Thursday, February 14, 2013

Jerry Clower: 1926-1998...

I came across a recent upload of a commercial that Jerry Clower taped at some point in the latter half of his career.

Here's the commercial he did for Electric City. I have no idea of the year it was taped but you'll notice that it was meant to air during Christmas season. I assume it was taped in 1989 and the only reason I say that is because that was the year he issued a comedy album called Let There Be Light!

I only saw Jerry Clower in person once and that was an outdoor appearance at a local county fair in 1995. The comedy album out that year from Clower was Fishin', Frogs, Hogs, and Dogs...or as it's spelled on the CD cover, Fish'n, Frogs, Hawgs, and Dawgs. On the cover it shown an illustrated picture of Clower and the animals depicted in the CD's title. One of the other subjects depicted on the CD's cover is a fishing lure known as the Helicopter Lure. He and Roland Martin taped an infomercial for it in 1995 and it became a sensation that year in the sport of fishing. The stories were recorded during a concert he did in Renfro Valley, Kentucky.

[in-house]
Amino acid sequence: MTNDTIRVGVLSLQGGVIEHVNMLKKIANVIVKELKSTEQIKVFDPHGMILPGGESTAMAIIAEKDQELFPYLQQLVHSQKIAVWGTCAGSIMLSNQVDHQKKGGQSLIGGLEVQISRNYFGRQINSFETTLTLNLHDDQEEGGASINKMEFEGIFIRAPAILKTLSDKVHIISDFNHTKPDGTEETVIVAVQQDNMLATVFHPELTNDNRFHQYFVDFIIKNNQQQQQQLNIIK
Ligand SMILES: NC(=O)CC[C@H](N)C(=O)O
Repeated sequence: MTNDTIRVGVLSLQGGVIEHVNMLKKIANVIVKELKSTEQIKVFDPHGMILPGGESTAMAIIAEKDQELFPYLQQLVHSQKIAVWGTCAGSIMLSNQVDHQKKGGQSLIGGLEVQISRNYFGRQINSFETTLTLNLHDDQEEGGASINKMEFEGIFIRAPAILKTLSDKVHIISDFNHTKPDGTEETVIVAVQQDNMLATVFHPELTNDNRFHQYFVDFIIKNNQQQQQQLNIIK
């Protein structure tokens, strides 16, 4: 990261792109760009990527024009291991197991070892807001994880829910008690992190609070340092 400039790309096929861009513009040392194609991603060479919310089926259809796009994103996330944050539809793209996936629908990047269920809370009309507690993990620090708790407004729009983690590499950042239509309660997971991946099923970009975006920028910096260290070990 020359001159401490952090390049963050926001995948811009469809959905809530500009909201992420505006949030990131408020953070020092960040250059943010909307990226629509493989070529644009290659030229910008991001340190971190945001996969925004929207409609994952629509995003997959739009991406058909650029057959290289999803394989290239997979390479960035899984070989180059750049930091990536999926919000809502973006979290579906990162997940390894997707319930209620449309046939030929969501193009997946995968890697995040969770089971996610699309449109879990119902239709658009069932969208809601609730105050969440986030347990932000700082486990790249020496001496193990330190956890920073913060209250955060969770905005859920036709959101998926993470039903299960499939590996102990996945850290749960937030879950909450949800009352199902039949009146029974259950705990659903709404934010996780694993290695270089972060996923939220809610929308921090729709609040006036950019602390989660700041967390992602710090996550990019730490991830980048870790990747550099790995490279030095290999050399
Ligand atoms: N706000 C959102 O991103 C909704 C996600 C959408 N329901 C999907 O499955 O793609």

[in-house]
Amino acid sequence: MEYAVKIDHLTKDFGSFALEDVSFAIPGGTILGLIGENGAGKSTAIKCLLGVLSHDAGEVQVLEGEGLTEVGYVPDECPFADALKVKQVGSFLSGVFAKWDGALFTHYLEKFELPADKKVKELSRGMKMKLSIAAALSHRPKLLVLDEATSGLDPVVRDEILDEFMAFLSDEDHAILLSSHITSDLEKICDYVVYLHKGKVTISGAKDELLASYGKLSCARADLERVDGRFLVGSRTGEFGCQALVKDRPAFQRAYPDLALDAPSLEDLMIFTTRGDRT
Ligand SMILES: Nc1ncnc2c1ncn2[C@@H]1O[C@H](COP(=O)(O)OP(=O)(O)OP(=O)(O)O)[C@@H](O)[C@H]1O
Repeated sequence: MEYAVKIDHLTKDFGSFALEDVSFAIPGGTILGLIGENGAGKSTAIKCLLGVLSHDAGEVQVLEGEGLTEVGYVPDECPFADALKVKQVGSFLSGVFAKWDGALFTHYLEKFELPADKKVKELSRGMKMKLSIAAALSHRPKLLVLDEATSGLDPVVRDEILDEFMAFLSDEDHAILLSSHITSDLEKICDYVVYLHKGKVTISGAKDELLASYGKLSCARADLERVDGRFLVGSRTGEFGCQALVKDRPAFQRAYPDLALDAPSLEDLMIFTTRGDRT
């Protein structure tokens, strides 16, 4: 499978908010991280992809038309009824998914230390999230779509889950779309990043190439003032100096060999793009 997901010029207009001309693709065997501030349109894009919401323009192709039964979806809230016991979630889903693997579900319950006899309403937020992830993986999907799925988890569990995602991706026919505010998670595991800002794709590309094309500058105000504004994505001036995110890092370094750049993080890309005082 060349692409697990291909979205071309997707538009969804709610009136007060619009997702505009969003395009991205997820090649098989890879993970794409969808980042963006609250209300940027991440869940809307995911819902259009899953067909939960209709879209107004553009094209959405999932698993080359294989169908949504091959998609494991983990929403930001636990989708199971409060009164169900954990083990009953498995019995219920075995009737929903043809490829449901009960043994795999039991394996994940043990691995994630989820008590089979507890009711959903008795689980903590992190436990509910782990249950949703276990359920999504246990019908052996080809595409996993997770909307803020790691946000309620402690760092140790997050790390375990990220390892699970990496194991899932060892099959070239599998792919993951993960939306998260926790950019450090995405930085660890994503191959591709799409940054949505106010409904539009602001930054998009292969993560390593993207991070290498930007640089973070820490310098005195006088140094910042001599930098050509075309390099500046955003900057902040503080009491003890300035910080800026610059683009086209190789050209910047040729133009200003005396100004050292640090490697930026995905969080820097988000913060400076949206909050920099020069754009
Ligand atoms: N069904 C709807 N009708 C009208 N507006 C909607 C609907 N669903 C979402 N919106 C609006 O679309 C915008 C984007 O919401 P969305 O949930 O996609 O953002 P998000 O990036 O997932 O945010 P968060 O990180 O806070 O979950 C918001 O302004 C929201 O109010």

The same year Clower had a supporting role in the Ray Stevens direct-to-video movie, Get Serious!. Clower played the part of Ray's manager, The Colonel. A picture of Ray as Gitarzan and Clower in his Colonel attire is seen in the last panel of the film strip on the back of the home video. This wasn't the first time Jerry and Ray teamed up. Earlier, in 1986, Ray released a comedy single titled "Southern Air". The writers are Brent Holmes and Stuart Dill. In the recording Ray plays the part of a nervous passenger while Jerry plays the pilot and Minnie Pearl is on hand as the flight's stewardess. The recording can be found on Ray's 1986 comedy album, Surely You Joust. During his career, Jerry Clower was part of three long-running programs. In 1973 he became a member of the Grand Ole Opry. The same year he became the co-host of a radio program called Country Crossroads whose other host was songwriter and Texas disc jockey, Bill Mack. The association with these two programs would last 25 years...ending in 1998, the year that Clower passed away. August 2013 will mark 15 years since his death at the age of 71 in 1998. He was born in September 1926 and was nearly a month shy of reaching 72. (September 28, 1926 - August 24, 1998). A third long running program was the weekly television show Nashville on the Road that aired in syndication. Jerry co-hosted this show with Jim Ed Brown from 1975 through 1981. Another element of his visibility were the various local television commercials that he taped. His image (on TV) and voice (on radio) became associated with numerous products. One of those commercials, of course, is embedded near the top of this blog entry. Obviously the biggest reason for his visibility were his comedy new release per year on MCA Records from 1971 through 1995 and then he emerged with a new one in 1997 and that was followed by what became his final project, Peaches and Possums, released in the late fall of 1998, a few months after his death. There wasn't a new album issued in 1996, his Silver Anniversary with MCA Records, and perhaps that was MCA's way of thanking him for 25 years of laughter and recordings by giving him "the year off" but that's just a guess. As mentioned, a new album hit the market in 1997 titled Live At Dollywood featuring an illustration of Clower wearing a Dolly Parton wig.